Large Sample Surveys

Dear Forum,

I encountered an employee satisfaction survey report which sampled 50,000 employees (try not to laugh, that's a sample not the population). The authors reported % agreement based on Likert scales, which is not great, but ok, and compared said "scores" to a normative benchmark (for example 65% of respondents agree with this statement, 35% disagree; norm is 83% agree). However, the part that threw me off was that they proclaimed that a 7% difference from the benchmark for any score is considered meaningful. Certainly, this is not the margin of error, not with n = 50,000. I've seen this before in other surveys where someone will state in a survey that any score above x% is a meaningful difference - I can only assume that they mean x to be the margin of error.

Can anyone explain how a 7% difference in score could possibly be "significant" / meaningful on n = 50,000? The only thing I could think of was the average total score change year over year... but that seems far-fetched.

so, either I missed something in survey stats 101, or that whole 7% thing is completely made up.

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"Meaningful" is not the the same as "statistically significant". In studies with large sample sizes, statistically significant differences may be rather small in practical terms. In this report, the 7% threshold may simply be selected to filter out results "worth paying attention to". Whether 7% is the right number, is of course another question.
Thanks for the reply. I am quite familiar with the difference between practical significant and statistical significance. Large samples will find meaningless statistical differences due to bias from the large n. Other statisticians have suggested using Cohen's D (effect size). I suppose my question was more about the mechanics for surveys with such large samples (which is rather quite extraordinary for social sciences). For example, IQ tests (and similar assessments) use the Deviance IQ transformation, which has a mean of 100 and SD of 15. T scores have a mean of 50 and SD of 10; in a practical sense, psychologists will consider scores above the first standard deviation to be "meaningful" (although not statistically significant). This, I understand, to be because the "average" (68%) of the population falls within the first standard deviation. So, for these kind of employee engagement / satisfaction surveys, I'm not sure how they establish what is a meaningful cut-off (or difference from benchmark) if they are not using the SEM. Is there another technique or method that has empirical validity? Simply saying, we're going to cut-off right about here... makes no sense from a statistical perspective.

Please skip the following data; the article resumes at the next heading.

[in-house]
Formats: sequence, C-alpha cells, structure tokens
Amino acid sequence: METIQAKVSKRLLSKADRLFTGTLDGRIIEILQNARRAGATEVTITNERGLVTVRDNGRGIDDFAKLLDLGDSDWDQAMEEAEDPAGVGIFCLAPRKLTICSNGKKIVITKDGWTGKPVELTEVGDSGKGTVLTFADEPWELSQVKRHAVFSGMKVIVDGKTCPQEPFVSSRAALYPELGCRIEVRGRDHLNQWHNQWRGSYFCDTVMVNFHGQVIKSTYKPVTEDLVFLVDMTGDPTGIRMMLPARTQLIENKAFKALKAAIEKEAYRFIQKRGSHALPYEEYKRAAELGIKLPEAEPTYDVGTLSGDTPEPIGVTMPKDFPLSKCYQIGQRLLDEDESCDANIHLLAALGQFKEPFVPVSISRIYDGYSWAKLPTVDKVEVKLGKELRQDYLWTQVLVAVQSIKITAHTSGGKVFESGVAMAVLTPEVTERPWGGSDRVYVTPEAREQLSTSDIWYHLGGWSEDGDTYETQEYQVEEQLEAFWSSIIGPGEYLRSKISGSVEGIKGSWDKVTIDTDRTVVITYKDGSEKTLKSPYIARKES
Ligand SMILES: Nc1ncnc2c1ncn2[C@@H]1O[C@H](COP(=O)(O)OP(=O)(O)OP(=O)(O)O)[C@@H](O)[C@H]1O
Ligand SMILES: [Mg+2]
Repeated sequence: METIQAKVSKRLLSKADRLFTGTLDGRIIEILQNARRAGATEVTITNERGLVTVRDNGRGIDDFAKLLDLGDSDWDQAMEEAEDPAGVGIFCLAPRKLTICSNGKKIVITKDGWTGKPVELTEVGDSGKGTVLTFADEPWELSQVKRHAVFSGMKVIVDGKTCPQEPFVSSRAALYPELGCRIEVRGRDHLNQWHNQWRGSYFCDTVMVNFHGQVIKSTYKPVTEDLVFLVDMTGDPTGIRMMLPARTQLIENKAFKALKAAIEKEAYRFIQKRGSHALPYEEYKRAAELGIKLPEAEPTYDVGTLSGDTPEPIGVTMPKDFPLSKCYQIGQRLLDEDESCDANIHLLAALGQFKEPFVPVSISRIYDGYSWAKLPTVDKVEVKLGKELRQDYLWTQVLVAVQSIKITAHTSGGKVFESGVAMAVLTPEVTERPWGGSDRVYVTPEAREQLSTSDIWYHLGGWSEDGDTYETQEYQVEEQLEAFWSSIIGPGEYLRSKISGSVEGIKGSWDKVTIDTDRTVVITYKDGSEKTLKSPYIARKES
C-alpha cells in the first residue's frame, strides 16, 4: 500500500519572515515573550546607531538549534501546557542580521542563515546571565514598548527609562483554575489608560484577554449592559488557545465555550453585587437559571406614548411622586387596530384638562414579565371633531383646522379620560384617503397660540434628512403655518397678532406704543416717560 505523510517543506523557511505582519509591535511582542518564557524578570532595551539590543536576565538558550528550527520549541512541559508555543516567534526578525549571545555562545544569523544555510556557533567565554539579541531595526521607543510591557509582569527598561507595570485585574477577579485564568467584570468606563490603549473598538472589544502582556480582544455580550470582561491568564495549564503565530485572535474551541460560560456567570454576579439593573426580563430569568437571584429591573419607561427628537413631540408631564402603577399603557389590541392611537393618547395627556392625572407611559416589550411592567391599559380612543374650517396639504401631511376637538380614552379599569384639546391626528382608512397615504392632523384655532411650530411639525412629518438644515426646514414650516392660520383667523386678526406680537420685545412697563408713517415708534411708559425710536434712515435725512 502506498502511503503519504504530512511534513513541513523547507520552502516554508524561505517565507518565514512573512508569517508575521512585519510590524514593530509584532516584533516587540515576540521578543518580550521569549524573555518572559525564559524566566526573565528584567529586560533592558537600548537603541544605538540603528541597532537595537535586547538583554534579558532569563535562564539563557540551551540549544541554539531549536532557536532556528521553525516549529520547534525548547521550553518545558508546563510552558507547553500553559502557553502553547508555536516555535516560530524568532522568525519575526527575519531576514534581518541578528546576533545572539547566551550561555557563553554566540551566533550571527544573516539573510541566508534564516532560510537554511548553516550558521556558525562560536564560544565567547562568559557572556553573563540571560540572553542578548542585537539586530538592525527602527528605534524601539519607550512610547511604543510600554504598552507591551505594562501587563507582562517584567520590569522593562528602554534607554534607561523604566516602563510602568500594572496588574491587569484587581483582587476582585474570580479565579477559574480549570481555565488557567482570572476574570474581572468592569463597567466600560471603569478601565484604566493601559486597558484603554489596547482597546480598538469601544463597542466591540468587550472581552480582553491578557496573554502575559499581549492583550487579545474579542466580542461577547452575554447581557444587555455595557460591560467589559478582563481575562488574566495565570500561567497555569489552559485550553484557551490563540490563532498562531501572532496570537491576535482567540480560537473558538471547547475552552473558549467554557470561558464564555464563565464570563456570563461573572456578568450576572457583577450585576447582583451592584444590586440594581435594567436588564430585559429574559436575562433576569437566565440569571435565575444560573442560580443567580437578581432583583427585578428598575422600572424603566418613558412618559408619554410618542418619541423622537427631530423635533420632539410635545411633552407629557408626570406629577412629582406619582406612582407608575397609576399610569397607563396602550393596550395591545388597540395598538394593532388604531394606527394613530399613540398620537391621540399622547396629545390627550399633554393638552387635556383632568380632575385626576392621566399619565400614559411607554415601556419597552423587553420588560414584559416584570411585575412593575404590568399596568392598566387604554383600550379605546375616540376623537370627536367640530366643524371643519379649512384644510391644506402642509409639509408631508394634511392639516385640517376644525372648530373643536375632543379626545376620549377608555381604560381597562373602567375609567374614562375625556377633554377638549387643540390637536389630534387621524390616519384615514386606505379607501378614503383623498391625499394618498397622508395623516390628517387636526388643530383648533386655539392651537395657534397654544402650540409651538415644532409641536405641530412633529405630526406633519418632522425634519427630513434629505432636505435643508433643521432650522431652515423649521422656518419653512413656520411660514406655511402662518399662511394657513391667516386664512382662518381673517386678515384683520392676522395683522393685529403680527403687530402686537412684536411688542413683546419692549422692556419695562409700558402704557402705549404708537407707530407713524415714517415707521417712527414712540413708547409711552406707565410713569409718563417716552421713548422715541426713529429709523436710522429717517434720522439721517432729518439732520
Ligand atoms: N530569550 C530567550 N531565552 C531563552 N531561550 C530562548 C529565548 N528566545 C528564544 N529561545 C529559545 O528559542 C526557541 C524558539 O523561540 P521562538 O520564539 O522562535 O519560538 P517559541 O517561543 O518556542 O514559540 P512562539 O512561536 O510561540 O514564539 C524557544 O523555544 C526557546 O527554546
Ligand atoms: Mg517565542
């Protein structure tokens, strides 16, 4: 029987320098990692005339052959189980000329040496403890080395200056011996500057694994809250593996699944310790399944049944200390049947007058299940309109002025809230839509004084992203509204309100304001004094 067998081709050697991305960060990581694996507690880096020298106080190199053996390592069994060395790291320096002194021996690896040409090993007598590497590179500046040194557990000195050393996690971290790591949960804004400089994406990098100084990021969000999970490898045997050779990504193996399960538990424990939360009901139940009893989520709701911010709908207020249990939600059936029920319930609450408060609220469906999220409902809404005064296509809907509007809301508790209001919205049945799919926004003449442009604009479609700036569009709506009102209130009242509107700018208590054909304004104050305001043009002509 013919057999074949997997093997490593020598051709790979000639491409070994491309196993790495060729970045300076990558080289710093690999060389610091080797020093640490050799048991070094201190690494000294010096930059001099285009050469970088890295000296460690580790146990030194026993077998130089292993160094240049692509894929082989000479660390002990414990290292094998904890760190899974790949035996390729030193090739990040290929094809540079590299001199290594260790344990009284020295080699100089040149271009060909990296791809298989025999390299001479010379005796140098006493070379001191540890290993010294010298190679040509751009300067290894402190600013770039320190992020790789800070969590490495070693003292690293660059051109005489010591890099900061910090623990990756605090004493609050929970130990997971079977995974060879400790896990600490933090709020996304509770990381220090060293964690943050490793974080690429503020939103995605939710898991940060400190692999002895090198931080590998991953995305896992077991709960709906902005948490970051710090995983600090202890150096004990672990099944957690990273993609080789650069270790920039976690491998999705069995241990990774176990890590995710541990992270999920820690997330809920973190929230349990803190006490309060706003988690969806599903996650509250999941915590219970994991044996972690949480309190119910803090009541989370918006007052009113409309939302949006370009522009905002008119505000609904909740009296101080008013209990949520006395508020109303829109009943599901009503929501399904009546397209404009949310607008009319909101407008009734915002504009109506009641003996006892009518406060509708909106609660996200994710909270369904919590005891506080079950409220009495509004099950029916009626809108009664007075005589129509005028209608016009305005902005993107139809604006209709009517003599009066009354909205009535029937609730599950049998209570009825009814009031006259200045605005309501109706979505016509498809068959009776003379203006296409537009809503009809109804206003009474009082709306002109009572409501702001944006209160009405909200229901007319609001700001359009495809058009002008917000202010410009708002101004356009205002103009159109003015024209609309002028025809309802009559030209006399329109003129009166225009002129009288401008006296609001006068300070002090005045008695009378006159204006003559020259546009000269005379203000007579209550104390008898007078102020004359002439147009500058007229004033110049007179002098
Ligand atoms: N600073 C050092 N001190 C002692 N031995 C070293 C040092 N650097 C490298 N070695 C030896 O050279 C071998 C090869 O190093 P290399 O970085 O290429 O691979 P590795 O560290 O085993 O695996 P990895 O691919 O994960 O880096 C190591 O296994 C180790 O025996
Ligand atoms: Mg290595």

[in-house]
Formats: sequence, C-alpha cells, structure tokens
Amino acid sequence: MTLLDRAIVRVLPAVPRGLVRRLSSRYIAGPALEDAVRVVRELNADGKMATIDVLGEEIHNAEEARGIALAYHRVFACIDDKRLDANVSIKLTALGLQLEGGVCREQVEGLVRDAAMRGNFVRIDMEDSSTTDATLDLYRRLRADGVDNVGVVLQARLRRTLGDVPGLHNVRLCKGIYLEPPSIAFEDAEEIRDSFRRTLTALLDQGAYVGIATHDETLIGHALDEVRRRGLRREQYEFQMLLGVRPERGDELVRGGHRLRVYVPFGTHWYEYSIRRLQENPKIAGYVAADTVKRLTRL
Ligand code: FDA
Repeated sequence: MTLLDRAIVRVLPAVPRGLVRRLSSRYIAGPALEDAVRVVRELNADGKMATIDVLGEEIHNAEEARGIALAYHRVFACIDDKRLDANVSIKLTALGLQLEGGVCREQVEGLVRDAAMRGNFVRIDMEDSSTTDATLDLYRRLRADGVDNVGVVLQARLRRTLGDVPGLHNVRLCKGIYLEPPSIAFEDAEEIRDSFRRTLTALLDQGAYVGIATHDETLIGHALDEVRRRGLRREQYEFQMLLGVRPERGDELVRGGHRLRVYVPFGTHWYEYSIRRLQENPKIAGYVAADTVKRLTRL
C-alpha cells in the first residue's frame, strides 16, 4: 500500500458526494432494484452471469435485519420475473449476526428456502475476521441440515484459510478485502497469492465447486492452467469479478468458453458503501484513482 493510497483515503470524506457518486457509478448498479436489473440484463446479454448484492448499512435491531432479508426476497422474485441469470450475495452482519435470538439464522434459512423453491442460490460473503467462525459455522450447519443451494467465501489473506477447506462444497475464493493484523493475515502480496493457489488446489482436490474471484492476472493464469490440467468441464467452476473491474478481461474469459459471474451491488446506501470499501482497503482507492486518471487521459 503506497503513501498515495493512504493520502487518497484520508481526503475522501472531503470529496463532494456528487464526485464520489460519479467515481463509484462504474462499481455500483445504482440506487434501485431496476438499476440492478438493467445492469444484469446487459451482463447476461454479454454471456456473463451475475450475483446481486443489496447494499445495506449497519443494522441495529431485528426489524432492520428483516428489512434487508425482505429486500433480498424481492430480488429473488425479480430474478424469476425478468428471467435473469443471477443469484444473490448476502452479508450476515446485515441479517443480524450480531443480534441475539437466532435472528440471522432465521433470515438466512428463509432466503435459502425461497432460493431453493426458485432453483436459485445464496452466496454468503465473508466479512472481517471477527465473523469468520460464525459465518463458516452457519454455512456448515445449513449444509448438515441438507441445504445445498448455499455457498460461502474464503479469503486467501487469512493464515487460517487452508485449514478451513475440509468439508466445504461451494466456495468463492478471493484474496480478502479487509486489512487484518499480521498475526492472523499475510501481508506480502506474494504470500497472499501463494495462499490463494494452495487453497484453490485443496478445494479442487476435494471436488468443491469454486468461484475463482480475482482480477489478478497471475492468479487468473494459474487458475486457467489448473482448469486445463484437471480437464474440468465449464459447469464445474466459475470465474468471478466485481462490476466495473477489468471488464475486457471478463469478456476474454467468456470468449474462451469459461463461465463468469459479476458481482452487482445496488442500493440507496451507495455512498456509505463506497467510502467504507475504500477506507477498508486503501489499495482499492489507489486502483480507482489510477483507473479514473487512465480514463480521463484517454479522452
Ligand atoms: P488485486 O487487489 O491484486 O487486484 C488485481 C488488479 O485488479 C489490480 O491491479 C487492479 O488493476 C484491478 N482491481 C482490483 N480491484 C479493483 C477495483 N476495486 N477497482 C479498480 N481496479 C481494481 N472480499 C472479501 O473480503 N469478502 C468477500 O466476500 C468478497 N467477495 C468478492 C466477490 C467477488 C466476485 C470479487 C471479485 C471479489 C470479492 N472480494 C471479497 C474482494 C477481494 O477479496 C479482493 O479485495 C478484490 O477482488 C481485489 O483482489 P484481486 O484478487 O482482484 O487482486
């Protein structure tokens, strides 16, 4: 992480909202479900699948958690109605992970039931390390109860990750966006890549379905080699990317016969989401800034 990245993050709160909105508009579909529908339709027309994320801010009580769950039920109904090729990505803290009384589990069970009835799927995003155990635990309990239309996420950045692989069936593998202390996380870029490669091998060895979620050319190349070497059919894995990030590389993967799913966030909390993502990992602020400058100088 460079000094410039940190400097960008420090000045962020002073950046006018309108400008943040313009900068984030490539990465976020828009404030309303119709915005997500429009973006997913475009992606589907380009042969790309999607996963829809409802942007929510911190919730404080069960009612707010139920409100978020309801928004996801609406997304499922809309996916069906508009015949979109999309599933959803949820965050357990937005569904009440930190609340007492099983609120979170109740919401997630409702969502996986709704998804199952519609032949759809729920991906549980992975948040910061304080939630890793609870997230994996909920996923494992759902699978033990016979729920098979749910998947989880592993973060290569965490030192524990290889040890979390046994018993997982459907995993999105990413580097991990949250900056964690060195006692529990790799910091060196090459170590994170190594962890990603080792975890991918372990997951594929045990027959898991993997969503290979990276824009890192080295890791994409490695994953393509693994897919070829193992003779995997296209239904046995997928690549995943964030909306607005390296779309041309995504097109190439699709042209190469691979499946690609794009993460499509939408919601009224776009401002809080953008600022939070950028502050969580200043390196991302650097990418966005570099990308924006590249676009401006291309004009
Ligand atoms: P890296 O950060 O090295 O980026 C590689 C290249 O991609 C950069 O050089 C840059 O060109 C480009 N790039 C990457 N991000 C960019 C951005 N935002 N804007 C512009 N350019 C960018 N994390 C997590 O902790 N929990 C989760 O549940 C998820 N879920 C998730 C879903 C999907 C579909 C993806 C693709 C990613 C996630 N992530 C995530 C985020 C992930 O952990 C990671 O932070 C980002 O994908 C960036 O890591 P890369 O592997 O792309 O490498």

Any suggestions would help.
Thanks for the discussion!
I think they determine what they consider "meaningful" not from any statistics approach, but from experience and domain knowledge.

You can use an online tool to calculate the margin of error, like this one. With an infinite population, the margin of error will be around 0.4%. But since there are few companies with that many employees, I suspect a large proportion of the population is sampled and the margin of error may be even lower.